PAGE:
Kyocera Finecam SL400R

Kyocera Corp. is issuing five new models of its Finecam SL400R digital still camera to follow the launch of Apple Computer Inc.'s iPod mini in Japan. The specifications are unchanged from the basic version but come in the same five colors as Apple's music playe: silver, gold, pink, green and blue. They'll be on sale from late August through Apple Japan's online store and its retail store in Tokyo. The 4-megapixel camera has a 3x optical zoom and measures 15 millimeters thick by 100mm wide by 62.5mm high. No price has been announced, but the regular version of the camera can be found for as little as 27,000 yen ($245).

Onkyo DVD-Audio/SACD player

Audio equipment-maker Onkyo Corp. will launch in September what is likely one of the cheapest players in Japan to support both the DVD-Audio and Super Audio CD formats. The DV-SP502 also supports DVD-Video and recordable DVD and CD discs and will playback discs with MP3 and WMA audio files and JPEG image files. It will be available in Japan from Sept. 7 and cost 48,300 yen ($439). Onkyo hasn't announced any plans for an overseas launch. The DVD-Audio and SACD formats offer higher-quality sound than that available from conventional CDs, although they have failed to make any major inroads into the CD market and today are most likely to be found in the classical or jazz sections of music stores.


NTT DoCoMo F900iC

NTT DoCoMo Inc.'s latest Wideband Code Division Multiple Access (WCDMA) handset is the first 3G phone from the company to support its new electronic wallet service. Embedded in the phone is a contactless IC card based on the Felica system, developed by Sony Corp., and used in several electronic money and prepaid transportation systems in Japan. Currently, users are required to carry a card for each application, but the new handset can consolidate these. That means its possible to buy goods or ride the train by passing the telephone over a sensor. The appropriate amount is deducted from a balance that has been charged into the handset in advance. Developed by Fujitsu Ltd., the handset is available in Japan now from about 26,000 yen ($236). There are no plans for an overseas launch.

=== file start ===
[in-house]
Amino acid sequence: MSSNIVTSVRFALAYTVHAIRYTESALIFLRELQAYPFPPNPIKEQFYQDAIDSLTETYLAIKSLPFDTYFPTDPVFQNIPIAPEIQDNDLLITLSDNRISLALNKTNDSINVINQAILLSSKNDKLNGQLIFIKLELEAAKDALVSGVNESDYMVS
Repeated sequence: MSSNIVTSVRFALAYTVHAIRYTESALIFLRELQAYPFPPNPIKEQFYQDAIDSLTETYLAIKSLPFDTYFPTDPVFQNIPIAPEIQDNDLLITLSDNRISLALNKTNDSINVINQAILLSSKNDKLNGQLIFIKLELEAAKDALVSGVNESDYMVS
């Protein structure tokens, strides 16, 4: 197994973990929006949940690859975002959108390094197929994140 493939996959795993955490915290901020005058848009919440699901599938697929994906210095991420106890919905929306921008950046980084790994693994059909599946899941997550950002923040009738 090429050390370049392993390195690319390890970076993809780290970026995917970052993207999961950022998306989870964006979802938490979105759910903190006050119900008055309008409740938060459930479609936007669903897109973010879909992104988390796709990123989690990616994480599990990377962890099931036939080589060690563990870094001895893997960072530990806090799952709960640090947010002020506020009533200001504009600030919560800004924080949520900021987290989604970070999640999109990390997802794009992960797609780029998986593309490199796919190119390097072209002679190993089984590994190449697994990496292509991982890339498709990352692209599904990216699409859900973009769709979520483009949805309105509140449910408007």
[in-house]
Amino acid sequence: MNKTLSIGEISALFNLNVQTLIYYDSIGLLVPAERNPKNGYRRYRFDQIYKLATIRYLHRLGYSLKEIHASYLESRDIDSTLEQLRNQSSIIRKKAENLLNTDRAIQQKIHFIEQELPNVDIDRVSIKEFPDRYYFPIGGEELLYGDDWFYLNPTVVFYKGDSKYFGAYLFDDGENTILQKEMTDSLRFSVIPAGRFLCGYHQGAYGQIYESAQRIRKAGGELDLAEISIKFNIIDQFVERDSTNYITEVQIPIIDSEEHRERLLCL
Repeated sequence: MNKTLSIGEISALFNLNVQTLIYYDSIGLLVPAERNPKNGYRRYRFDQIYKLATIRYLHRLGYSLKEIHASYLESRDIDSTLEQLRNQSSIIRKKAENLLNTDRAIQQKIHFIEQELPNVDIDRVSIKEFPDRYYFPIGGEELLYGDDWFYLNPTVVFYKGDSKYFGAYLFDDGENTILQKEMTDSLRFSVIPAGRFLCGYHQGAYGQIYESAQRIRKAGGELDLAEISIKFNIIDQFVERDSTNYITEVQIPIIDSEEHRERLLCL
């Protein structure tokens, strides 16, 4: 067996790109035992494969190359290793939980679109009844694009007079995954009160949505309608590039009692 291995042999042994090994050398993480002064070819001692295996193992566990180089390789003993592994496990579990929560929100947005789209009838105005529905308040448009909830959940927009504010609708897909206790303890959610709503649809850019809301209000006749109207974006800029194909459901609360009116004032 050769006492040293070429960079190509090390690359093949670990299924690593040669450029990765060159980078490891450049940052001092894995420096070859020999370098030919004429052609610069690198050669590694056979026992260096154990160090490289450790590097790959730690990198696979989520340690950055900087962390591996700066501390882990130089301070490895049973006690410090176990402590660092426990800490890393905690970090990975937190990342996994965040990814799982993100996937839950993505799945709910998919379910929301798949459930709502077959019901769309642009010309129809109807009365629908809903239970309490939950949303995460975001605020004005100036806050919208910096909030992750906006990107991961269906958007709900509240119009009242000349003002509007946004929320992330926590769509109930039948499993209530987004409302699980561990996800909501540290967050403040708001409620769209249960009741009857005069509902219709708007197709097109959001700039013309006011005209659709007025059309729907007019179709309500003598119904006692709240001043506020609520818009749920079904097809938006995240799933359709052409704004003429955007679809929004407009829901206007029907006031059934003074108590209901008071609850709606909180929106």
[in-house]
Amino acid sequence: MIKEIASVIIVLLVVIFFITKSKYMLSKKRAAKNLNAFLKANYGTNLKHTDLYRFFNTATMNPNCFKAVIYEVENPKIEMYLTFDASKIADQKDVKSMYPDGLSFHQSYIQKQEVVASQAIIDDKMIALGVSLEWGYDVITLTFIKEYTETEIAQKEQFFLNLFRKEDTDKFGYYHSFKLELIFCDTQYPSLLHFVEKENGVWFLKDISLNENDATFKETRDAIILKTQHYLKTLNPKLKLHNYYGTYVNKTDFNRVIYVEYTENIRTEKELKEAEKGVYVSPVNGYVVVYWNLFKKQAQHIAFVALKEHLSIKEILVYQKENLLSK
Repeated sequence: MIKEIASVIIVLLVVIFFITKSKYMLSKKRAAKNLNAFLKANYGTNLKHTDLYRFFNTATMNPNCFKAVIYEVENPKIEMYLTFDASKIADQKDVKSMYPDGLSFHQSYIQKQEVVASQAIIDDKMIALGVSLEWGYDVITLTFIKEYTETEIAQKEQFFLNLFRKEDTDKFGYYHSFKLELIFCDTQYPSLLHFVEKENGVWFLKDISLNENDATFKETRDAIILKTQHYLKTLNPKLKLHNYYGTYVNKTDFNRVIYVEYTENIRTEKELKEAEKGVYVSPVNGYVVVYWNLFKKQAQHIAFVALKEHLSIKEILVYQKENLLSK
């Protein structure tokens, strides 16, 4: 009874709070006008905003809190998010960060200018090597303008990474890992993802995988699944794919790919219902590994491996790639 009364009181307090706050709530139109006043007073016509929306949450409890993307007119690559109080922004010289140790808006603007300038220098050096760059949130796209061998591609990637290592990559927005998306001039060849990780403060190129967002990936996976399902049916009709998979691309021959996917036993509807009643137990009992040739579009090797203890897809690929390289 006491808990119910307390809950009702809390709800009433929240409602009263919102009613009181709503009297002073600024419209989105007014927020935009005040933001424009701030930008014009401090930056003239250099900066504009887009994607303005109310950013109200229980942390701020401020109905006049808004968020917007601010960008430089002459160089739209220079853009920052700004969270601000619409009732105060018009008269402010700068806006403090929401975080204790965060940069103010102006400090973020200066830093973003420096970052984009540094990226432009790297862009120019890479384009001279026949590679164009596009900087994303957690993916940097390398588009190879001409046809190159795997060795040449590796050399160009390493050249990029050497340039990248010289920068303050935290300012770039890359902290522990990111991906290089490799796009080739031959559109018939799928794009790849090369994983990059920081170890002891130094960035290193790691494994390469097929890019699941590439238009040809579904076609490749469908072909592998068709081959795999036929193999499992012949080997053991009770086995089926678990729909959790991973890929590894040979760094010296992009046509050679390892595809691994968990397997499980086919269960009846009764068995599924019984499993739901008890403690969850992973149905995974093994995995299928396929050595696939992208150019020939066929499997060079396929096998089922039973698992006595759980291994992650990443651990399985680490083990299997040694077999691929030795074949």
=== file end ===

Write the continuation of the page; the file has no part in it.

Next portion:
Sony Qualia headphones

If the first thing that comes into your head when you think about Sony Corp.'s Qualia brand is "expensive," then this new pair of earphones -- sorry, "stereo ear receivers" -- won't do much to change that. The MDR-EXQ1 are the same model bundled with the Qualia MiniDisc player and carry the rather impressive price tag of 21,000 yen ($191). They are available in Japan now and haven't been announced for other markets.


HD-DVD prototypes

Among forthcoming products shown in Tokyo this month were a couple of prototype machines that support the High Definition/High Density-DVD (HD-DVD) next-generation optical disc format. The system, which is intended for high-definition video content, is being developed largely by Toshiba Corp. and NEC Corp. and both companies showed off prototype hardware during an event in July. An HD-DVD disc can store 15GB of data, which is enough space for 180 minutes of high-definition video. Commercial products aren't due out until next year at which time they are likely to begin competing with Blu-ray Disc, which is being developed by 13 companies led by Sony Corp.

Copyright © 2004 IDG Communications, Inc.

Shop Tech Products at Amazon